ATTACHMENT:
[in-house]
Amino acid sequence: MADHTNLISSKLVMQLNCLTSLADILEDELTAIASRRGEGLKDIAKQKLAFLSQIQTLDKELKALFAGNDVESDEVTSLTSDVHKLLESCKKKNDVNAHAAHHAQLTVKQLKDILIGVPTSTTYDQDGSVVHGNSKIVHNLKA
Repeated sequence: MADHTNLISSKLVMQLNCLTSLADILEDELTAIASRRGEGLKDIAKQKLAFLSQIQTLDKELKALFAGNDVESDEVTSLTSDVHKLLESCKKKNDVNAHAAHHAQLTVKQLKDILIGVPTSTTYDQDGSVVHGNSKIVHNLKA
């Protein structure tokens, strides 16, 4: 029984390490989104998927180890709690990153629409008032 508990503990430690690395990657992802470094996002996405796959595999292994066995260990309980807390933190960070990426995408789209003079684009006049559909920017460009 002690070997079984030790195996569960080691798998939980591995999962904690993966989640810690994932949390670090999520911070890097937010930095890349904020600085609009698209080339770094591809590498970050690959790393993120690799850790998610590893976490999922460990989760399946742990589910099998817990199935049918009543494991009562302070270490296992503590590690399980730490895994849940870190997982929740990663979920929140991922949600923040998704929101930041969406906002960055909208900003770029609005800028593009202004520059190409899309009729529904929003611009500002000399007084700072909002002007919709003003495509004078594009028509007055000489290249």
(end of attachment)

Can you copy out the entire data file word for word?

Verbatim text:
[in-house]
Amino acid sequence: MADHTNLISSKLVMQLNCLTSLADILEDELTAIASRRGEGLKDIAKQKLAFLSQIQTLDKELKALFAGNDVESDEVTSLTSDVHKLLESCKKKNDVNAHAAHHAQLTVKQLKDILIGVPTSTTYDQDGSVVHGNSKIVHNLKA
Repeated sequence: MADHTNLISSKLVMQLNCLTSLADILEDELTAIASRRGEGLKDIAKQKLAFLSQIQTLDKELKALFAGNDVESDEVTSLTSDVHKLLESCKKKNDVNAHAAHHAQLTVKQLKDILIGVPTSTTYDQDGSVVHGNSKIVHNLKA
């Protein structure tokens, strides 16, 4: 029984390490989104998927180890709690990153629409008032 508990503990430690690395990657992802470094996002996405796959595999292994066995260990309980807390933190960070990426995408789209003079684009006049559909920017460009 002690070997079984030790195996569960080691798998939980591995999962904690993966989640810690994932949390670090999520911070890097937010930095890349904020600085609009698209080339770094591809590498970050690959790393993120690799850790998610590893976490999922460990989760399946742990589910099998817990199935049918009543494991009562302070270490296992503590590690399980730490895994849940870190997982929740990663979920929140991922949600923040998704929101930041969406906002960055909208900003770029609005800028593009202004520059190409899309009729529904929003611009500002000399007084700072909002002007919709003003495509004078594009028509007055000489290249």